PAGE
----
The other day, when I was blogging about bak koi, the Chinese steamed egg cake with meat and fried shallots…

Bak koi

…that I enjoy very much, someone asked if I could get the recipe from my aunt in Kuching, my maternal uncle’s wife – she makes the best bak koi. Unlike those commercially-made ones, she is always very generous with the ingredients.

I was kind of sceptical about doing that as knowing how the old folks work, most likely, my uncle’s wife would not have the recipe. Everything is agak-agak (estimate), the same with my mum during her time.

Nonetheless, I decided to give it a try and asked my cousin, her daughter, for it and yes, she managed to get it…

Bak koi recipe

…for me. That sure looks ancient! Gee!!! I did not know that printed ink way back then could be smudged. I sure am glad I asked for it for I am very sure that if I did not and I do not post it here, eventually this recipe would be lost forever – our heritage!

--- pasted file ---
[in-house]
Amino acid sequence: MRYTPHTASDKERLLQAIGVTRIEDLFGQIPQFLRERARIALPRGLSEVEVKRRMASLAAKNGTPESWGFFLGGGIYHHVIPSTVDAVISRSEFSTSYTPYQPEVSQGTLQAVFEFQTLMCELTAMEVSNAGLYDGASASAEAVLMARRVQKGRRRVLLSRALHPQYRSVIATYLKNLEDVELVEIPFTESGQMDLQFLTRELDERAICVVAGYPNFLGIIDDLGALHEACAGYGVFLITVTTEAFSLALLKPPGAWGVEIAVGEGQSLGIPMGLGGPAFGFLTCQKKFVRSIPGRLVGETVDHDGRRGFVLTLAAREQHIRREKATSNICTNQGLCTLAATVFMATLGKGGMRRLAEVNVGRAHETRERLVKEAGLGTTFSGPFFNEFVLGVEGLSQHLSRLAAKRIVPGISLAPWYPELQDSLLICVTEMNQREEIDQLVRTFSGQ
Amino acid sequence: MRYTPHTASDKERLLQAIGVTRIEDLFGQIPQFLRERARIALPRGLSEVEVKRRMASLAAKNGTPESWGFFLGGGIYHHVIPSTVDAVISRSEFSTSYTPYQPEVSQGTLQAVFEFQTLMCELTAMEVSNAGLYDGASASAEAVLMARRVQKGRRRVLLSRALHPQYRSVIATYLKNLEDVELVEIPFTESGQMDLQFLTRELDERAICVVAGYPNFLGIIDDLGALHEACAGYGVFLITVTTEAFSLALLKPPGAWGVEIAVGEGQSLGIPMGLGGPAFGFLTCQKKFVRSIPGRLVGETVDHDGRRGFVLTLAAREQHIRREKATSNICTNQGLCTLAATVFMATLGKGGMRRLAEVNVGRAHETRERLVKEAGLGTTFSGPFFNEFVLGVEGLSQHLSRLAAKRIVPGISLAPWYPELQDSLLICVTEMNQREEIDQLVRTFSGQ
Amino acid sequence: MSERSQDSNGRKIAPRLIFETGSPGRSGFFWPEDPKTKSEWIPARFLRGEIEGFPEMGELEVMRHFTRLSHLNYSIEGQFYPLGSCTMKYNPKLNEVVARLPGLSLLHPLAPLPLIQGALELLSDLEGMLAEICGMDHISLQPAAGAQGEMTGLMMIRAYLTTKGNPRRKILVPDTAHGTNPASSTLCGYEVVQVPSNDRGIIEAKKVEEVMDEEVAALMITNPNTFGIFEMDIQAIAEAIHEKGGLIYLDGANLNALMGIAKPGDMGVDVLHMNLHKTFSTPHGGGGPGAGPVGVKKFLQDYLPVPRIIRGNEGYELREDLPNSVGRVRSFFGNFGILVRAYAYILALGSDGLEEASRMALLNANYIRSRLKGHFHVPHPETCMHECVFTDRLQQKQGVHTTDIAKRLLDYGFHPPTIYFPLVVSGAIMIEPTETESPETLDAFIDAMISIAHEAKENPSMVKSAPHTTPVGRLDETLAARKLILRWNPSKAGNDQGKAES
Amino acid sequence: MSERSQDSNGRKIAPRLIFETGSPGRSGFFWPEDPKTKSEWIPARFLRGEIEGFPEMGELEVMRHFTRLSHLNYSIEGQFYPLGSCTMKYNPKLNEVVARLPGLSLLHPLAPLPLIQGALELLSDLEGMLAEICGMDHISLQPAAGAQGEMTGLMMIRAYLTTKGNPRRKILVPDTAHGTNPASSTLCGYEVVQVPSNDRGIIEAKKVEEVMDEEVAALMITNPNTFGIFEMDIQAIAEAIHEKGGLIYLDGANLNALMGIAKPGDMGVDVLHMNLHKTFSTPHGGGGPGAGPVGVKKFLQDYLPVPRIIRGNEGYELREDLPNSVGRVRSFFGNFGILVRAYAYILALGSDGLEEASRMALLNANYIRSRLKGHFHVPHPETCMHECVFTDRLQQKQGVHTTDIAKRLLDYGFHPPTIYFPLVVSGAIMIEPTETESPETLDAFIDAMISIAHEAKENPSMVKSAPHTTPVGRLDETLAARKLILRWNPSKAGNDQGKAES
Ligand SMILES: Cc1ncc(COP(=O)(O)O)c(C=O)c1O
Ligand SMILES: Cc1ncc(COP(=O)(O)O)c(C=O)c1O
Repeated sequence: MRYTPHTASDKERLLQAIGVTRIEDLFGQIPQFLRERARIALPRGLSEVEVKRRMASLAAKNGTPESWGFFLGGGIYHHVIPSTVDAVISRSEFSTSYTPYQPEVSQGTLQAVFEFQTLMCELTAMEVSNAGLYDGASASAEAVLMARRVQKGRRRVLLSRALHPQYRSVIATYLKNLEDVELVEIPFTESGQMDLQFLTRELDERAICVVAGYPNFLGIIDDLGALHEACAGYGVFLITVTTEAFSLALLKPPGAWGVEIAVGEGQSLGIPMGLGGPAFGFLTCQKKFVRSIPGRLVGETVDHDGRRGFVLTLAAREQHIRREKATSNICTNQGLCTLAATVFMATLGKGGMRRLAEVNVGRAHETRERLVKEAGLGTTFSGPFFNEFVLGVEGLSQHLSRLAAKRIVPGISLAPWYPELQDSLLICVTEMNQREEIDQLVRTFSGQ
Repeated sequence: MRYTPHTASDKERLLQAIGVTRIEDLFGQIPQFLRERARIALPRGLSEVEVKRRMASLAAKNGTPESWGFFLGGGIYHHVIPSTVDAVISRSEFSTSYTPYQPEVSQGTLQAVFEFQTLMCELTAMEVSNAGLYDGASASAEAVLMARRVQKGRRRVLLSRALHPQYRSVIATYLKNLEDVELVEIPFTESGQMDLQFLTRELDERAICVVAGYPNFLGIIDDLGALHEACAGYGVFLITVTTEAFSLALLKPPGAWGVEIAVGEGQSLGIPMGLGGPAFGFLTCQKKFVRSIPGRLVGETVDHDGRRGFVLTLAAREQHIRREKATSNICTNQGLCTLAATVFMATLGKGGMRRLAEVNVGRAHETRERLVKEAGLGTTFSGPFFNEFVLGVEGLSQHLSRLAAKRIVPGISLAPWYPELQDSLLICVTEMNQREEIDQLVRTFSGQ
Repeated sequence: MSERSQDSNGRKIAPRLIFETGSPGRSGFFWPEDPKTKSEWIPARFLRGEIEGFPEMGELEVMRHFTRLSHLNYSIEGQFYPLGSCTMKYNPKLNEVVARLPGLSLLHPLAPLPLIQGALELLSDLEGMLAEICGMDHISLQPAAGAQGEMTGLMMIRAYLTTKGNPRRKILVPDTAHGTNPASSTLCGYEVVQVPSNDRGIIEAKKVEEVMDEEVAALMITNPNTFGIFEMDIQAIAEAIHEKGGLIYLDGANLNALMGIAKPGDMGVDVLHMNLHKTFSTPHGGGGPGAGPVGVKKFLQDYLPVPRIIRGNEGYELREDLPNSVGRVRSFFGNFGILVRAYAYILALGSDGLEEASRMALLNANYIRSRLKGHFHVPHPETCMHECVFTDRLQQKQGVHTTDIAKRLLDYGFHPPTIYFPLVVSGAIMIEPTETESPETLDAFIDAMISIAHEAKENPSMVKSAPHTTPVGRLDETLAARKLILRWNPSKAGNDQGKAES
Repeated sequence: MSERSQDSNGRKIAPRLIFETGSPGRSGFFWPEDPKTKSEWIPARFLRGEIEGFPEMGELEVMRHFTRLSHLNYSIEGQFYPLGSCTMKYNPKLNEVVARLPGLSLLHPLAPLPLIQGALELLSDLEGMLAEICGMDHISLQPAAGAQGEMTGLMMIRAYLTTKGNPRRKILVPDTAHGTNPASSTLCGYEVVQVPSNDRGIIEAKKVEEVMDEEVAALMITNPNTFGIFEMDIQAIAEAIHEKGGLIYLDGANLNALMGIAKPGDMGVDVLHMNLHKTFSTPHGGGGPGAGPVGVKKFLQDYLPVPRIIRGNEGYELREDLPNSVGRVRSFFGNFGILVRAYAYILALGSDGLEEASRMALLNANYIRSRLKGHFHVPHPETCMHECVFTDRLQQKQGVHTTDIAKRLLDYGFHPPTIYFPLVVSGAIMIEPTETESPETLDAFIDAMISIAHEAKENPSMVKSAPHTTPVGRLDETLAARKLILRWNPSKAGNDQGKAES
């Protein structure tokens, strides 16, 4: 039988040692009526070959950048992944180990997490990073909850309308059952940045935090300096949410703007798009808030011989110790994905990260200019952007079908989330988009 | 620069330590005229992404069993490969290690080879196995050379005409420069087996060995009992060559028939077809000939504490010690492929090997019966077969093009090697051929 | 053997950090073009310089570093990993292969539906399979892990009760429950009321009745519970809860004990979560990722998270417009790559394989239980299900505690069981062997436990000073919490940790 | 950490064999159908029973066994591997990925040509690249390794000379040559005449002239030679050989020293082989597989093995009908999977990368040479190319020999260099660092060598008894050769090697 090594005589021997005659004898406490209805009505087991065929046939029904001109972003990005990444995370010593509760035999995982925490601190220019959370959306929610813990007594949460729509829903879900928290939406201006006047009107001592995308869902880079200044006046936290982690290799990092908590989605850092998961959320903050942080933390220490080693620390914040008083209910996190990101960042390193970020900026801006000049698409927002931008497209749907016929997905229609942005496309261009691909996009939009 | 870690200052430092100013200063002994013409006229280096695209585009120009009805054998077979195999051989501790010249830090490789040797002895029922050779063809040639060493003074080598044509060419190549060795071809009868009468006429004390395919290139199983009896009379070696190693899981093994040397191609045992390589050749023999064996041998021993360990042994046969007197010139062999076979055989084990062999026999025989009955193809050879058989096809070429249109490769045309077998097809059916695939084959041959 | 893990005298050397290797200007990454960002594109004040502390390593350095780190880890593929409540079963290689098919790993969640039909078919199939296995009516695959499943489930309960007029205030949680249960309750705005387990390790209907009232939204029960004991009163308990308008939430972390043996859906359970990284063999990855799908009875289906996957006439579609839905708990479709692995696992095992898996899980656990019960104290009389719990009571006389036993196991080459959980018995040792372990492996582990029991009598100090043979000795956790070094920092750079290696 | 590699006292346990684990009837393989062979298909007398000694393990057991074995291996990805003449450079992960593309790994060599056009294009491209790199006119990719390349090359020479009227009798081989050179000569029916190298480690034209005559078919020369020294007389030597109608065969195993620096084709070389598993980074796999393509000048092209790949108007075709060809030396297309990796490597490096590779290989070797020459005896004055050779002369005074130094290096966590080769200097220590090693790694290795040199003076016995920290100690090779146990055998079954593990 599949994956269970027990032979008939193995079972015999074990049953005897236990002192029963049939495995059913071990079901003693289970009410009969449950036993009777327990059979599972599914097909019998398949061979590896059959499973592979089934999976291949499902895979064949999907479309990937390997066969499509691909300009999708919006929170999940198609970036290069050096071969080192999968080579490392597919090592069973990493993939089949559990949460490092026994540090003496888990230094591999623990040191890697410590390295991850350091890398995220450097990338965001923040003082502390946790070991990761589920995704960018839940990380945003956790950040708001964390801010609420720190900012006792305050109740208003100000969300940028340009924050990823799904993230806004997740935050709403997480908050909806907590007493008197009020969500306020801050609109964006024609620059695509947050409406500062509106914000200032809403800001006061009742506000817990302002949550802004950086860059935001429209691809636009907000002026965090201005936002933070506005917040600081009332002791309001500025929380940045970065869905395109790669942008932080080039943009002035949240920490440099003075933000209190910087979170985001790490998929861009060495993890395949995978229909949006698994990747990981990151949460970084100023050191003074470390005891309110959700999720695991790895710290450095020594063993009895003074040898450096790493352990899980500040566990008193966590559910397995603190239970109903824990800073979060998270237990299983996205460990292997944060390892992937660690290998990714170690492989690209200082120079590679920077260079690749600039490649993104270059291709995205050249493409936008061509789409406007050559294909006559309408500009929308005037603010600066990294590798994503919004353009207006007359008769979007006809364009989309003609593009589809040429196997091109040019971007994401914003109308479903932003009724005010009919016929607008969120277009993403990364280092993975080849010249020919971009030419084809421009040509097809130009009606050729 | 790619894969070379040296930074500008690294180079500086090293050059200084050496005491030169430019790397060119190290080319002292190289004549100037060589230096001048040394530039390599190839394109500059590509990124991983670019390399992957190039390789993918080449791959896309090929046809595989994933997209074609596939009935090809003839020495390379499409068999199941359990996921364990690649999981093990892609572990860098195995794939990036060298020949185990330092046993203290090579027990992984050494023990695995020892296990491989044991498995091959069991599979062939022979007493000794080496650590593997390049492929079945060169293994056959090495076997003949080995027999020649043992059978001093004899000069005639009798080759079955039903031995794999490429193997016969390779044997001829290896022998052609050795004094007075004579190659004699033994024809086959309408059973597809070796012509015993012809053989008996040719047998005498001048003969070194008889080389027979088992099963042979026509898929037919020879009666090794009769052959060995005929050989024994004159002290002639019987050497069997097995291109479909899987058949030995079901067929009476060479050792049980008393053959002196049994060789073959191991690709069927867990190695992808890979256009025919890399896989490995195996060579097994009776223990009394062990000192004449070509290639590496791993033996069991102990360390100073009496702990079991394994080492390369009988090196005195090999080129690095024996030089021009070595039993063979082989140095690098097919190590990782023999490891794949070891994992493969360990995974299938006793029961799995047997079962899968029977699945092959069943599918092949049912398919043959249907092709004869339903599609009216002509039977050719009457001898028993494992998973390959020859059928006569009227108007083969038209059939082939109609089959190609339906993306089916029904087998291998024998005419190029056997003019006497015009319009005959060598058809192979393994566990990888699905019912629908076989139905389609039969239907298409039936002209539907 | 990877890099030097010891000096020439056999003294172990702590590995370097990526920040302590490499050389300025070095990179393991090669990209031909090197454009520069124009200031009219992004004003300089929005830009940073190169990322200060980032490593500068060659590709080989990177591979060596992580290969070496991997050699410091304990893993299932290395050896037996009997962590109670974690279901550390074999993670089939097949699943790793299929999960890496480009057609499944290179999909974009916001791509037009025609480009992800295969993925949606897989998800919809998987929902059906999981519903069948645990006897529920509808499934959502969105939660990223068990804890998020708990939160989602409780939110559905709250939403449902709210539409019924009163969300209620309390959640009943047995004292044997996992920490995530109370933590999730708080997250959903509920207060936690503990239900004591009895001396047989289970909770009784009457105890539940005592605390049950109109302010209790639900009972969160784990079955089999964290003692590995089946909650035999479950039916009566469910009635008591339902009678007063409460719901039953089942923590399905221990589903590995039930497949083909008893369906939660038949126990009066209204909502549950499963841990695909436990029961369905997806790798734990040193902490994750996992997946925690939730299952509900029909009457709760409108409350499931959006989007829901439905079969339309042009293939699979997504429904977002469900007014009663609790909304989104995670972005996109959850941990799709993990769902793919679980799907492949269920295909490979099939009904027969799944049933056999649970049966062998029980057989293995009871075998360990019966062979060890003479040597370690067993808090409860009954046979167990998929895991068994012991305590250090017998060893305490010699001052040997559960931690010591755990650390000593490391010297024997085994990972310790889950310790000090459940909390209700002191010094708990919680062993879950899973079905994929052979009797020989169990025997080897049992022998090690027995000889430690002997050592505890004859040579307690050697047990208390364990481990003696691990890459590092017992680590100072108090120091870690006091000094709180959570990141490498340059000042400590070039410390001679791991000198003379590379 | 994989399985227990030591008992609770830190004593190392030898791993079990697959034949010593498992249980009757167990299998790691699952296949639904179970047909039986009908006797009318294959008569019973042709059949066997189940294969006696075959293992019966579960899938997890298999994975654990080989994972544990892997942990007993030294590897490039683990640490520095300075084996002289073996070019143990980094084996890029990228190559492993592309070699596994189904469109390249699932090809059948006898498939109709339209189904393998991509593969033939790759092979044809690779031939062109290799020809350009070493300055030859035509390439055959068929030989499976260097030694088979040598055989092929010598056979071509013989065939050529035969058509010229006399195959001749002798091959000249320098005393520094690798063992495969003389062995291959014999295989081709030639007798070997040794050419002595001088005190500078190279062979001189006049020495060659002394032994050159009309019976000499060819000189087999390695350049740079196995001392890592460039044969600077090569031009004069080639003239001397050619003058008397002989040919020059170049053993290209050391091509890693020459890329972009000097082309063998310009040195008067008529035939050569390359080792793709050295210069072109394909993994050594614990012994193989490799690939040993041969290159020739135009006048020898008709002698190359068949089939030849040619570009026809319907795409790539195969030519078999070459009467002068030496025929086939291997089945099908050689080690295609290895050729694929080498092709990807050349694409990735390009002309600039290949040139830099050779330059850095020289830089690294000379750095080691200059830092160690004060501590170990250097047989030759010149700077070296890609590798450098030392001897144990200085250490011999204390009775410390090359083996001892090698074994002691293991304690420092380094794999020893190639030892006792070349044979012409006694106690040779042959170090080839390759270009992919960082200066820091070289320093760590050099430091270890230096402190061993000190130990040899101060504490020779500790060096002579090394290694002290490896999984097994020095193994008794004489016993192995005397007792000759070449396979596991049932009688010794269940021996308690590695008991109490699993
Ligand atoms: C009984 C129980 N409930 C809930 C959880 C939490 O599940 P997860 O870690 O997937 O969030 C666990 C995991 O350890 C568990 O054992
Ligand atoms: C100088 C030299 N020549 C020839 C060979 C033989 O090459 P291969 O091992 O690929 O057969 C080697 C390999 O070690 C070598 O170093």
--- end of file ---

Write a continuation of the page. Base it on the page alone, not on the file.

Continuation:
Incidentally, small in small onion literally means small. That actually refers to shallots, a direct translation from Chinese. In the Hokkien dialect, we call it chang kia or baby onion and Bombay onion is tua chang, big onion.

I guess if one is not into things savoury and sweet (like Irene in Kuching), if one omits the meat, shallots, soy sauce and msg and the oil for frying and just use the last three in the list of ingredients, instead of the bak koi

Bak koi, close up

…one would end up with the regular Chinese steamed egg cake.

I may give this a try one of these days. Wish me luck, folks!